Central Station is one of the main European railway stations and it is the second in Italy in terms of traffic volume, after Roma Termini; it was inaugurated in 1931 to replace the old station in Piazza della Repubblica, that couldn’t handle the increasing volume of railway traffic. Since then, it has been refurbished different times. The façade in Piazza Duca D’Aosta, where the Pirelli skyscraper towers, is 200 metres wide; the marble and stone it is made of come from the Carso Region. On top, the two huge wing horses by Alberto Fava represent “Progress, driven by will and intelligence”.
The canopy covering the 24 tracks, 341 metres long, is made of iron and glass and it was planned by the engineer Alberto Fava. Central Station has no definite architectural style, but it is a blend of different styles: Liberty, Art Deco added to the monumental style typical of the fascist regime. Binario 21 (Track 21) has been the sad departure point during the Second World War and during the Republica Sociale Italiana of the convoys used to deport Italian Jews towards the exterminating camps.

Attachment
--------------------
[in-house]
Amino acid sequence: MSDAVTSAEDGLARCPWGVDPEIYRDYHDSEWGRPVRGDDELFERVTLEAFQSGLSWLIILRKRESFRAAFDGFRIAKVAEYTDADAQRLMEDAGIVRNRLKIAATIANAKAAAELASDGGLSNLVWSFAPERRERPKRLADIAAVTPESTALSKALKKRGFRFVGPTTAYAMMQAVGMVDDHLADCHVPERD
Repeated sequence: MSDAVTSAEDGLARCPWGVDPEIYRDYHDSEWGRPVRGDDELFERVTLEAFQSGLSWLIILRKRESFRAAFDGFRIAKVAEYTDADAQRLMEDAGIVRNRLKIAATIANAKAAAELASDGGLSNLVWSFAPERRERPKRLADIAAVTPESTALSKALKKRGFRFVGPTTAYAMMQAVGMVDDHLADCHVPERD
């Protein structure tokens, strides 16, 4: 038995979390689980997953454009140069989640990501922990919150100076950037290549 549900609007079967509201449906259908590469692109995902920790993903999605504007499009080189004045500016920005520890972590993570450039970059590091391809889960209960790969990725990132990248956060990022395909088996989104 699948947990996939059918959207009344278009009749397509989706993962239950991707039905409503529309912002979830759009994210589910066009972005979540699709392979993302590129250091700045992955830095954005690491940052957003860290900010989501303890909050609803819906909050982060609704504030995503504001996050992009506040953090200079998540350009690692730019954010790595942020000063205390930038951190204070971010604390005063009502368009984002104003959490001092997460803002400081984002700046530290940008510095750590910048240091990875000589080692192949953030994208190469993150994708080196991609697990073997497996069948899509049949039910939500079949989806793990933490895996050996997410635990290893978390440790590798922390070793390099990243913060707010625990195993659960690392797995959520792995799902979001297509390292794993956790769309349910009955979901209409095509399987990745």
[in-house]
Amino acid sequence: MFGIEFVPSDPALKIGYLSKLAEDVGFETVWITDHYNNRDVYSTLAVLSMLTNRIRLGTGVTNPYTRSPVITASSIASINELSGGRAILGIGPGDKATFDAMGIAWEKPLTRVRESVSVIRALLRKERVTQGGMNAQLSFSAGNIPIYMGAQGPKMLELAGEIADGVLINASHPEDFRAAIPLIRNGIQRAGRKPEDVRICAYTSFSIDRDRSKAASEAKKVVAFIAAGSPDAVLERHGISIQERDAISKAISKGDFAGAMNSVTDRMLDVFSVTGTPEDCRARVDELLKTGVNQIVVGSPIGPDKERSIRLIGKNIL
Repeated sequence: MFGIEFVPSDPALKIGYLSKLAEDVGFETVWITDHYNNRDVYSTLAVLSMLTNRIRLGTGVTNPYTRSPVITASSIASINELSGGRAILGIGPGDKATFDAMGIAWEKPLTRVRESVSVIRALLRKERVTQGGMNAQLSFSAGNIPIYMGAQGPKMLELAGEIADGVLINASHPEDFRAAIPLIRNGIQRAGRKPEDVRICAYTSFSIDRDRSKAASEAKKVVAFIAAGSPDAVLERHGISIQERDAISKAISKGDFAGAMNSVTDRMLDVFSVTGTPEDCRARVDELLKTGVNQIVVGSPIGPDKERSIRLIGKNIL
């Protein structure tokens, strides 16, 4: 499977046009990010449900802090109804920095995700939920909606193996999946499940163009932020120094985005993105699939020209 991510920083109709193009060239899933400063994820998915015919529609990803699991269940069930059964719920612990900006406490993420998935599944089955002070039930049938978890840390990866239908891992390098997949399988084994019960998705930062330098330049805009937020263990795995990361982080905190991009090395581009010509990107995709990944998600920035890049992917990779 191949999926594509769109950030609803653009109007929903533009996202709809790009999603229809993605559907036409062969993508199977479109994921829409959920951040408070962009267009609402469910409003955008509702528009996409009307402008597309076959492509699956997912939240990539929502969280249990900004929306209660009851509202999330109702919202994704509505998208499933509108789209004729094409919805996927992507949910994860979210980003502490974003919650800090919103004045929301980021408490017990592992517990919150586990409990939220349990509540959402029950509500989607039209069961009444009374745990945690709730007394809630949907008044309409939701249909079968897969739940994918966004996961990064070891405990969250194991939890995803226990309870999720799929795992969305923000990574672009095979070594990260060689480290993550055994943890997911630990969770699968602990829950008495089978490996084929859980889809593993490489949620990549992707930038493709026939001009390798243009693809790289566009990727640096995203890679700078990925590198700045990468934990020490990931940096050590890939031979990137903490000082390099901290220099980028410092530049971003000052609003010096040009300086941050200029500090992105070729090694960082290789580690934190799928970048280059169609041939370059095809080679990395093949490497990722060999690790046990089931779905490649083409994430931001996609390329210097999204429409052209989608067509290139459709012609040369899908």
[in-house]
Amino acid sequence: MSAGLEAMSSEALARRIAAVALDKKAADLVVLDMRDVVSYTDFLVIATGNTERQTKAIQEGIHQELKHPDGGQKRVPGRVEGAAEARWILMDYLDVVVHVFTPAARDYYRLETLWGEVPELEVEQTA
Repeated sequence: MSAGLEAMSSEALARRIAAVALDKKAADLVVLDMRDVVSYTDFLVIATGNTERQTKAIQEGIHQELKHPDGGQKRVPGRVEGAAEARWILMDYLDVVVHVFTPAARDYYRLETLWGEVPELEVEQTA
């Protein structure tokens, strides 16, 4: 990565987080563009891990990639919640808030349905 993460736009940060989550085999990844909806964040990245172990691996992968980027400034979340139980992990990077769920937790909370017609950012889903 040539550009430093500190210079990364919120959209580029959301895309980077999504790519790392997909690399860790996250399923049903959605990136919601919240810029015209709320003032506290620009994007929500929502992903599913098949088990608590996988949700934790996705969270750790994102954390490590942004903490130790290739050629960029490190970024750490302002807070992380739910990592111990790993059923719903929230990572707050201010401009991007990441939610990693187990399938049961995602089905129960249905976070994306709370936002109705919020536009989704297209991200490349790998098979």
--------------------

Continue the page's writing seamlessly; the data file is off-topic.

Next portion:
At the same rail, there is the “Royal Lounge”, a lounge used in the past by the Savoia family and its court during their travels and the adjoining weapons lounge. The area surrounding Central Station, although it is not safe, holds good surprises such as Villa Figini, a good example of rationalist architecture of the thirties in Via Ettore Perrone di San Martino 8 and Naviglio della Martesana (Martesana Canal). At night there are lots of restaurants, trattorias old Milan, pizza places and clubs, such as the well-known Zelig. It is recommended not to walk around this area at night.